The 'constitutionalization' of international trade law: judicial norm-generation as the engine of constitutional development in international trade
Author: Cass D.
Source: European Journal of International Law, Volume 12, Number 1, February 2001 , pp. 39-75(37)
Publisher: Oxford University Press
International trade is undergoing a transformation commonly referred to as 'constitutionalization'. Despite the ubiquity of the phrase, its meaning remains ambiguous and its significance underexplored. The purpose of this article is to suggest that one plausible interpretation of 'constitutionalization' in the international trade law context is that it refers to the generation of a set of constitutional-type norms and structures by judicial decision-making in the Appellate Body of the World Trade Organization. Unlike the work of John Jackson, Ernst-Ulrich Petersmann and Joseph Weiler (emphasizing institutions, rights and metaphysics respectively), this article will focus on judicial constitutionalization. Four trends will illustrate this: constitutional doctrine amalgamation, system constitution, subject matter incorporation, and constitutional value association. The identification of these trends reveals the underlying structure of the constitutionalization debate. Visible through the tribunal's carefully crafted formulations of rules and justifications are the mainstay principles of constitutional reasoning (democracy and governance, constitutional design, fairness, and allocation of policy responsibility). Ultimately the arguments presented here convert the discussion from a debate about whether the WTO is a constitution into a set of speculations on the nature of international trade, and on the valency of the idea of constitutionalization.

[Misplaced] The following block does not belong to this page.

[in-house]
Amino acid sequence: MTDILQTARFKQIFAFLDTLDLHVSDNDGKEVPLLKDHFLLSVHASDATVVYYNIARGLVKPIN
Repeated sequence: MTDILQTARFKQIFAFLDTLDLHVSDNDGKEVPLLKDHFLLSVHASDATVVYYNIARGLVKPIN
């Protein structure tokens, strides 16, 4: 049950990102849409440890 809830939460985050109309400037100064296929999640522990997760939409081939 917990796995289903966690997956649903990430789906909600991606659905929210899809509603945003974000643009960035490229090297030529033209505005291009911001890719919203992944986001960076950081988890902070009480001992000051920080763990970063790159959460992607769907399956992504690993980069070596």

Document Type: Original article
Affiliations: Law Department, London School of Economics, London, UK
Publication date: 2001-02-01
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